But the far more important work will be done by those on the inside. The Intelligence Community employs software developers, systems administrators, information security managers, privacy officers, FOIA officers, intelligence analysts, translators, inspectors general, and policymakers. Our entire cause for a better balance between security and privacy can be boiled down to the work these people do: Who do you want doing this work? The Internet empowers the public, but these people—those who do the work of our government—will always have more power. The arithmetic is simple: Government + great people = Great government.
Why, then, does our community of civic-conscious technologists so seldom celebrate government service or encourage civil service among our peers? I once worked in the intelligence community. Far from being commended, some members of this community saw my work as a betrayal: I was one of Them. My conservative friends feel the same about my recent work for a financial regulator. We often talk about “The Government” as an alien being, a system with a mind of its own that is out to get us, rather than something that is truly under our control. A member of our community—someone who might be here today—recently said to me, “Our government clearly isn’t going to innovate, so we’re going to have to do it ourselves.”—as if the two options were any different. In a democracy, our government is the very mechanism for doing it ourselves. “By the people” ought to mean that we treat our government as a product of the public, not an adversary of it.
Perhaps we think that no matter the quality and values of the people who serve our government—people who are just like us—that government is innately against Us, the People.
There is some truth to that. Our government does have great people. And very often, arcane rules and culture keep those people from doing great work. This should not come as a surprise to you, whether you have government experience or not. Everyone wants government to work better than it does. Yet when was the last time government performance was on the national political agenda? When we talk about government performance, we do it superficially: We say, “Damn that government. Can’t do anything right. Too much bureaucracy.” Of course it’s due to bureaucracy! But if you want to actually do something about it, you have to understand the problems at a deeper level. Problems like government hiring, performance management, and IT auditing are boring problems that no one wants to hear about. But these are the nuts and bolts of government. They may sound like easy problems, but they aren’t. We need to start paying attention to problems like these if we want the government as a whole to work better. The public never gets exposed to these problems, because most poeple are only on the receiving end of government: they never see how the sausage is made. If they did—if they had a role in delivering government services as well as paying for them and receiving them—we’d be talking about the nuts and bolts a lot more.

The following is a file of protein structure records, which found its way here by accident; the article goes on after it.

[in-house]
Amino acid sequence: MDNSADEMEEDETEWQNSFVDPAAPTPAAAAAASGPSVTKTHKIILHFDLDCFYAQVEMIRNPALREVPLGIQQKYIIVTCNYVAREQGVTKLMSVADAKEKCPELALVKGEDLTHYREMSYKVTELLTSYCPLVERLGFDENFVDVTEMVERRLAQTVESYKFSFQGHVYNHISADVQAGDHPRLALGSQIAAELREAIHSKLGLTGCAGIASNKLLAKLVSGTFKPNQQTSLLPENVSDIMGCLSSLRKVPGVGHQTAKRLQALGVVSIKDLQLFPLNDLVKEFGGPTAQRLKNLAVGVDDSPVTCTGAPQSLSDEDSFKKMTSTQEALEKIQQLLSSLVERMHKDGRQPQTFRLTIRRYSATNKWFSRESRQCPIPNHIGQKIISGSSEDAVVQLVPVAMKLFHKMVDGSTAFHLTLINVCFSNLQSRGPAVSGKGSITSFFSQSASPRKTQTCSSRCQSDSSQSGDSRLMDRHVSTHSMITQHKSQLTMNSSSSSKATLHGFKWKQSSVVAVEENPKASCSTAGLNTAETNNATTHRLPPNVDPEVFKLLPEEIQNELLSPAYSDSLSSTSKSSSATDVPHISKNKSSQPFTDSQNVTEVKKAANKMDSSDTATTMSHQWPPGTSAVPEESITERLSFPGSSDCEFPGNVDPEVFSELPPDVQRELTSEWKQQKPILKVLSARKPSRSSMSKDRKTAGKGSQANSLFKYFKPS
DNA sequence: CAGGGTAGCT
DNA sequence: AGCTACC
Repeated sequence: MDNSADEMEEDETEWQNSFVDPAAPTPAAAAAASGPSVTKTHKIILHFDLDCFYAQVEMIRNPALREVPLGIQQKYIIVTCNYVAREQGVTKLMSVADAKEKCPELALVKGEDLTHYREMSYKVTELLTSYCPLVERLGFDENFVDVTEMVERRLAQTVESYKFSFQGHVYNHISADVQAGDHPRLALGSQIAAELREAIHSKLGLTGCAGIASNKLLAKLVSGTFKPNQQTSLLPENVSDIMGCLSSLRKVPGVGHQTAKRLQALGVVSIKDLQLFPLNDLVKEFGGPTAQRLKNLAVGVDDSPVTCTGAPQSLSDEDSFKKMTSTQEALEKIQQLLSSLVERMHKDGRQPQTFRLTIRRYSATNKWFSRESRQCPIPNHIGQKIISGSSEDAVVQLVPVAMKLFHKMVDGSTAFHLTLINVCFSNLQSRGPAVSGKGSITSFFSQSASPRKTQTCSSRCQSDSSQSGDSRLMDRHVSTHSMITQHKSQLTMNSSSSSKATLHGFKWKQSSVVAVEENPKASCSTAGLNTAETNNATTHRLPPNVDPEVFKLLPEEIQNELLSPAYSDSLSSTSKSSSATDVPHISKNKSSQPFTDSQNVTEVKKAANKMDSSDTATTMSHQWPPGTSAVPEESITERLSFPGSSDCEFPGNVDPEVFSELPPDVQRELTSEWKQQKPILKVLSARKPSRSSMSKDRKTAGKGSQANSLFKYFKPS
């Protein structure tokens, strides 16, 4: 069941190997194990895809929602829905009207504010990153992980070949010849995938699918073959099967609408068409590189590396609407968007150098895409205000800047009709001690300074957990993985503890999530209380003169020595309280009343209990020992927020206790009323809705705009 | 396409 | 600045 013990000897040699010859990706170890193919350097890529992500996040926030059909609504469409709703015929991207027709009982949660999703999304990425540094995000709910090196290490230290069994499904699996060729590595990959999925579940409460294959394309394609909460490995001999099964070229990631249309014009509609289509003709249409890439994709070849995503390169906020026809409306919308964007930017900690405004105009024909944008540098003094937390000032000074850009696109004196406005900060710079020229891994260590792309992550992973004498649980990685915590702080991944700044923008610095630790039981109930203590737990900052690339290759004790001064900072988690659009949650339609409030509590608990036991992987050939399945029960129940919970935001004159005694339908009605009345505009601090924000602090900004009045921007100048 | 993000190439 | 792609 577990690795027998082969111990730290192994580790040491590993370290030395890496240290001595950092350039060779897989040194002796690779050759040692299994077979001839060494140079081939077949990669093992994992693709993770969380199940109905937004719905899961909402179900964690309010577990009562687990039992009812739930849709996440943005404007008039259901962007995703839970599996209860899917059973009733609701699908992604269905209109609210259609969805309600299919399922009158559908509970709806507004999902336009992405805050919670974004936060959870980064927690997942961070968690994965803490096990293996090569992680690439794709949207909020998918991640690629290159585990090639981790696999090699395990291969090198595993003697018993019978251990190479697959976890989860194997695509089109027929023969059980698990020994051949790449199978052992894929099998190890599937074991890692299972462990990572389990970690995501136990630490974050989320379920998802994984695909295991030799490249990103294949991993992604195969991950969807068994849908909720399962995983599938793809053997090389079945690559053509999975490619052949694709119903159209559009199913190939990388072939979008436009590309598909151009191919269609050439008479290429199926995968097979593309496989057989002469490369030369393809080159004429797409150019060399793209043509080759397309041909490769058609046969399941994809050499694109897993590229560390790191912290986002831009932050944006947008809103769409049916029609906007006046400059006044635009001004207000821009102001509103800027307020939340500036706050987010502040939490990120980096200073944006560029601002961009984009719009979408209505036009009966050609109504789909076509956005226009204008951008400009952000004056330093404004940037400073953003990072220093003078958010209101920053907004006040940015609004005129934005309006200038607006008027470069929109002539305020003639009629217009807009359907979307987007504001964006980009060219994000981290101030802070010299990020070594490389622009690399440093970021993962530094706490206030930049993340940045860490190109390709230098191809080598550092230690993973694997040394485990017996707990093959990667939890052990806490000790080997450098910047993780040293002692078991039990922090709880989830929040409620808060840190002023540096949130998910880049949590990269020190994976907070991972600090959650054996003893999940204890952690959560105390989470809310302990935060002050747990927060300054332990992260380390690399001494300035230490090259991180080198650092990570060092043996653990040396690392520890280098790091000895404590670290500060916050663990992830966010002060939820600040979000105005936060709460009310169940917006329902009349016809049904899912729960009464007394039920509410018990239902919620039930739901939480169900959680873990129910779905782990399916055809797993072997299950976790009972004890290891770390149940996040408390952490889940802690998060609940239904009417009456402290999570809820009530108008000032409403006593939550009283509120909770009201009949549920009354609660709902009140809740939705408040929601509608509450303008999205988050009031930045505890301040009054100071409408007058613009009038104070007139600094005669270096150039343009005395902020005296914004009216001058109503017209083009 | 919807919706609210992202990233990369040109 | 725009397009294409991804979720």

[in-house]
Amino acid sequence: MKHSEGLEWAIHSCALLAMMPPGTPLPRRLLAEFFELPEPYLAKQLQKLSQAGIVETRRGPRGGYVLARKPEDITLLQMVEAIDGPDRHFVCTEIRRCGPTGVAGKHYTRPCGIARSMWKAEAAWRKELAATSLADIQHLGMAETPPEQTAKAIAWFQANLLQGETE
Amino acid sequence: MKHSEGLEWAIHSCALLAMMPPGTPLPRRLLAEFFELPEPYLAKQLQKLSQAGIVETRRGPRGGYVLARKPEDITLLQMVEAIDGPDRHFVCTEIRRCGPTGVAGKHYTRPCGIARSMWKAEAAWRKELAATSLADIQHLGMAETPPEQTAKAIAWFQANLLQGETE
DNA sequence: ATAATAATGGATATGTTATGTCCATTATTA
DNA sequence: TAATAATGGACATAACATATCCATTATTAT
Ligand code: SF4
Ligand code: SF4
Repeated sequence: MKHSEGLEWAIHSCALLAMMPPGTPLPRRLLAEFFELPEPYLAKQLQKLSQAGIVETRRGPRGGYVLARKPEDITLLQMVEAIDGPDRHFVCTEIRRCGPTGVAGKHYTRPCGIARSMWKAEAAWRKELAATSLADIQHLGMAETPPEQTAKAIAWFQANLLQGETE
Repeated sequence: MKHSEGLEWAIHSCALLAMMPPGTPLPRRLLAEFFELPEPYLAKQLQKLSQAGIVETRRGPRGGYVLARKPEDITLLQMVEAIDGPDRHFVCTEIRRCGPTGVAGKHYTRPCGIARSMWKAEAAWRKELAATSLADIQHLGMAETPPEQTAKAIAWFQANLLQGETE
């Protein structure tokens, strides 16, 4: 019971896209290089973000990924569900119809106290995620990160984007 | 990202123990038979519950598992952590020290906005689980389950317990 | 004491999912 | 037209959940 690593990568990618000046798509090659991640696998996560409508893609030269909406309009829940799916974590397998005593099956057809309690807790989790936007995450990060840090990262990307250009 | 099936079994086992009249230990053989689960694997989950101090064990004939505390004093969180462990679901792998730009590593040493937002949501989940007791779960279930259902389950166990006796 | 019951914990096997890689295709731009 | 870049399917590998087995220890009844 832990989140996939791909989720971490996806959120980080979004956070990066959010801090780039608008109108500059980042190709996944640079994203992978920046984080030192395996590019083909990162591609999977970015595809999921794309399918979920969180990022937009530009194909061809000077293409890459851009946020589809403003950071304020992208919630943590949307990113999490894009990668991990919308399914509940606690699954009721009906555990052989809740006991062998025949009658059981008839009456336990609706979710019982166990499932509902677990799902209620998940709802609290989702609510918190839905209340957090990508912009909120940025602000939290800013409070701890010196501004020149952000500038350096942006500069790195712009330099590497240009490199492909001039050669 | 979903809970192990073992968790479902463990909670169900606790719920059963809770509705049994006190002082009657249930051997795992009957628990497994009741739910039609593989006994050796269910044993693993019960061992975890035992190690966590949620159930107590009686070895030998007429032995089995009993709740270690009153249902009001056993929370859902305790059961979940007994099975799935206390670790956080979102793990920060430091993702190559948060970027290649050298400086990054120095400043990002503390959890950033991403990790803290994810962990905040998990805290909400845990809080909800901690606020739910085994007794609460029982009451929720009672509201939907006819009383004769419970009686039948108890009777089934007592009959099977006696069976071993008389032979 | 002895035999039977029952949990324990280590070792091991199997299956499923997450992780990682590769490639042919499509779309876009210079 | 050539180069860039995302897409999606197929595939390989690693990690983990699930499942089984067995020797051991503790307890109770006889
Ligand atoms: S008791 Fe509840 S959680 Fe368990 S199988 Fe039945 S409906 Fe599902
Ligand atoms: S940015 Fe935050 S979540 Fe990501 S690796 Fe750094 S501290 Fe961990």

This sounds like a huge burden. Am I really proposing that everyday people understand the ins and outs of their government? If we want to have a day-to-day role in guiding it, then yes, absolutely. If we want to determine which laws we pass and which wars we fight, then we need to understand the government that will have to execute those decisions.
Along with the ability to make ourselves heard, the Internet has brought us lots of tools that “just work.” They integrate seamlessly into our daily lives, running in the background to make transportation, food, housing, shopping, childcare, and many other essentials seem effortless in comparison to 20 years ago. There’s a temptation to expect government to work the same way, and that it should act silently in the background, letting citizens go about their daily lives in peace while it makes tiny adjustments like a Netflix playlist.
But these tools deceive us: their ease of use belies the effort that went into creating them. Making our government “just work” will take an enormous amount of hard, human work, and that work should come from all of us. Our government doesn’t work like Apple or Amazon, and we shouldn’t want it to. Private companies have transactional relationships with their customers: one side pays for something, the other provides it. But democracy is a co-op: our customers, owners, and managers are one and the same, and if we want something from our government, we have to do the work of providing it. Have you worked your shift yet?